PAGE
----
Sometime back, I visited Chilika Lagoon of Odhisha, India, as part of the National Nature Camping Programme organized by Government of India. Although I went to educate kids and teachers, I cannot stop myself from exploring nature. Staying in the middle of a flourishing scrub jungle, how could I live without smelling the scenic scent of Chilika Lagoon?
I was very excited about the nesting habit of Olive Ridley sea turtle, hearing about its complete details from Hussain, and was eagerly waiting to experience it. All the kids and teachers were asleep after a tiresome trekking session on the first day of our camp, so we decided to leave the camp, leaving it in the care of the janitor.
We walked our way towards the Ruchikulya beach passing through Poornabandha village. It was a most terrifying walk that I ever experienced till date, yet memorable indeed. Spotted owlets and peafowls howling, crickets screeching, dogs barking, cats fighting; we even heard some unusual noises of some animals and birds. We switched off our torches and walked along the tiniest foot path along the bushes. Reaching the spot, we saw a small tent near the shore which Hussain said is for the turtle conservationist to take a nap. Alas, for us; the conservationist-in-making occupied it for the night.
We waited for two hours for the turtles but nothing turned up. I dozed off as a cool sea breeze swayed the tent. After a while, my friend woke me up in excitement to see the miraculous sight. I saw around four Olive Ridley sea turtles flapping their way towards the shore, so they could dig in the sand to lay their eggs.
As we were astonished by this sight, my friend had another spectacular scene: little Olive Ridley hatchlings coming out from under the sand, crawling and pushing their way out. Within minutes, a bunch of hatchlings followed. It was beyond belief for us witnessing both the adult and the hatchlings on the same night.
In the meantime, we could see many stray dogs roaming around the beach in search of food. Maybe they knew that these hatchlings would come out anytime and were hunting for them. Before these beautiful hatchlings became their food, we thought that something should be done in order to save these tiny beautiful creatures. We found a gunny sack in the tent, which Hussain said is used to relocate eggs to save them from these predator dogs.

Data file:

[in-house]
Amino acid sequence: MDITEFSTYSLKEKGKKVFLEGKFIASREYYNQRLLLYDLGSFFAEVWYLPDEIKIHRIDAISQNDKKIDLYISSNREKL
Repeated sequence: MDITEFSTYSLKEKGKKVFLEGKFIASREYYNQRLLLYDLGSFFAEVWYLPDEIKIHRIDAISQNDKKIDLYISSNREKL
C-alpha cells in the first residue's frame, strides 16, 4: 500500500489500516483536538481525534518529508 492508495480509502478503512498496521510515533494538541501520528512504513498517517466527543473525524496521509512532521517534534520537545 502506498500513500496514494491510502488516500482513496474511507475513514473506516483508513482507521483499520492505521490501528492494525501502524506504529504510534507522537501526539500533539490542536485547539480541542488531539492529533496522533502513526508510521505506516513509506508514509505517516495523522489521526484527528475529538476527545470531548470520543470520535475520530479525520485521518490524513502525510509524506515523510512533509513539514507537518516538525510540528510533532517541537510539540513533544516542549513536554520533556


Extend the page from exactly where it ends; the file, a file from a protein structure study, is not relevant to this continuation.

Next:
Why can’t we use this sack to collect hatchlings now, I thought. I immediately suggested my idea to Hussain for which he said he was also thinking of the same thing. We acted immediately and carefully collected every hatchling coming out from the sand and put them inside the sack. We even dug the sand to see how many were left behind. After half an hour of intense search, we were left with a sack full of beautiful hatchlings. We did not count them as we were in a hurry.
We then went near the sea water and left every hatchling there with utmost care. Hussain said that the hatchlings should walk through sand to find the water; hence we left them on the sand a few feet before water. We were also very keen on the stray dogs, watching the process. After a while, every hatchling found the water and swam through safely.
We felt extremely happy and satisfied. It was such a lovely sight, and I still cannot forget each and every thing that happened on that eve. The most amazing and beautiful part of all is that the hatchlings after attaining adulthood will come back to this same place where they were born to lay their eggs.
T R Gowthama: An Environmental Educator by profession, writer by passion and a nature enthusiast by heart. He is a creative lad, serious researcher, an avid learner and traveller. In fact, most of his writings are inspired from his real life and travel. He loves writing and writes on topics that inspire and interest him, which can be accessed here (http://creatikaa.blogspot.in/). He is also an amateur photographer, whose lens doesn’t stop to click moments of life, which can be accessed here (http://www.snapometer.blogspot.in/). You can reach him at firstname.lastname@example.org